Employee vs. Independent Contractor: Can You Tell the Difference?
October 14, 2014
State and federal regulators are increasingly acting to combat worker misclassification. Before using independent contractors, it is imperative to verify that they are not actually employees. The issue is legal in nature so the legal principals must be thoroughly considered and applied. Mistakes, no matter how innocent, can result in costly lawsuits and significant legal penalties.
As we have previously discussed on Scarinci Hollenbeck’s Business Law News, worker misclassification occurs when a bona fide, common law employee is classified to be an “independent contractor.” In some cases, worker misclassification is intentional to avoid tax withholding, overtime pay and insurance requirements such as Workers Compensation and Unemployment Insurance. Sometimes it occurs simply because the employer did not properly understand the law.
To aid the analysis, the Department of Labor (DOL) recently published a revised factsheet on worker misclassification. As the DOL highlights, an employment agreement stating that a worker is an independent contractor hold very little weight, if any. Rather, the actual nature of the working relationship is determinative. Over 25 states also apply the “ABC” test which is even more difficult to overcome (as many prominent trucking companies have been learning in recent court cases).
Below are several key factors that are generally considered when determining whether an employment relationship exists:
- The extent to which the work performed is an integral part of the employer’s business. If the work performed by a worker is integral to the employer’s business, it is more likely that the worker is economically dependent on the employer and less likely that the worker is in business for himself or herself.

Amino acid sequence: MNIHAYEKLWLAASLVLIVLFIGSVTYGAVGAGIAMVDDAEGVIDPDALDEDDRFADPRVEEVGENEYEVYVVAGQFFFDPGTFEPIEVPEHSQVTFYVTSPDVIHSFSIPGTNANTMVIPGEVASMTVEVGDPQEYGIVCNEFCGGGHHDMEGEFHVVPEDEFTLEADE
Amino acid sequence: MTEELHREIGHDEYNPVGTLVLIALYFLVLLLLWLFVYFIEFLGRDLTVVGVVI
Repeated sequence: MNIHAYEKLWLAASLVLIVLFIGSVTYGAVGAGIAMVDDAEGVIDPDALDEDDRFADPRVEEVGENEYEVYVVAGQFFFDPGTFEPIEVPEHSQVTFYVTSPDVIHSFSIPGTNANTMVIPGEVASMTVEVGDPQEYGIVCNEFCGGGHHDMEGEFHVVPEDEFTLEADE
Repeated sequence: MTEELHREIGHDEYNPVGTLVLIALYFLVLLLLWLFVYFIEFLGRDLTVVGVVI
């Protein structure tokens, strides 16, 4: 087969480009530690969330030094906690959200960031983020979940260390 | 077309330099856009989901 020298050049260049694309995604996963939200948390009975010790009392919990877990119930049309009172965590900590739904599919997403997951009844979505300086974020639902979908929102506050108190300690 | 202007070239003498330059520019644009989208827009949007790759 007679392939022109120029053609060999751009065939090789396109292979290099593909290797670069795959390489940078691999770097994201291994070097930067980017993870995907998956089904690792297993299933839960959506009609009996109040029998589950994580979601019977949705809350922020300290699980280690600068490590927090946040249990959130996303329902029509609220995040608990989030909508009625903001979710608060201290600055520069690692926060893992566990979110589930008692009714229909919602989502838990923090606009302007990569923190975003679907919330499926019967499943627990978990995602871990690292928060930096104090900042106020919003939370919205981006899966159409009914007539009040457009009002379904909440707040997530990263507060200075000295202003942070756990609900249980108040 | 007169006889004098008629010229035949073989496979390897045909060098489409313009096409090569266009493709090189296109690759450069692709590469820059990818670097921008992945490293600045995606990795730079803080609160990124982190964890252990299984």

- The permanency of the worker’s relationship with the employer. Permanency or indefiniteness in the worker’s relationship with the employer suggests that the worker is an employee
- The worker’s skill and initiative. The exercise of independent business judgment and the fact that a worker is in open market competition with others would suggest independent contractor status.
- The relative investments in facilities and equipment by the worker and the employer. The worker must make some investment compared to the employer’s investment (and bear some risk for a loss) in order for there to be an indication that he/she is an independent contractor in business for himself or herself.
- The nature and degree of control by the employer. This complex factor requires analysis of who sets pay amounts and work hours and who determines how the work is performed. An independent contractor is generally free to work for others and hire helpers and perform tasks under minimal control by the employer.
When an employer-employee relationship exists, workers must be compensated in accordance with myriad employment laws to include the Fair Labor Standards Act (FLSA), which covers minimum wage, overtime, and recordkeeping requirements. The failure to include employees as participants in employee benefit plans (pension and health) can expose the employer and its officers, directors and shareholders to significant personal liability under the Employee Retirement Income Security Act (ERISA).
If you have questions about worker misclassification or would like to discuss your company’s employee policies, please contact me or the Scarinci Hollenbeck Labor and Employment attorney with whom you work.
Concerned about the legal guidelines regarding certain topics regarding your employees? Check out some of our previous posts regarding labor and employment:
- EEOC Issues New Guidance on Religious Dress and Grooming in the Workplace
- NY Employment Lawsuit: Can a Worker Be Fired for Being “Too Cute?”
- Is It Time to Update Your Employee Handbook? Conflicting Provisions Can Spell Doom in Litigation
- EEOC Uses Burger King Scandal to Highlight National Origin Discrimination
- NJ Lawmakers Considering Employment Law Changes for Unpaid Interns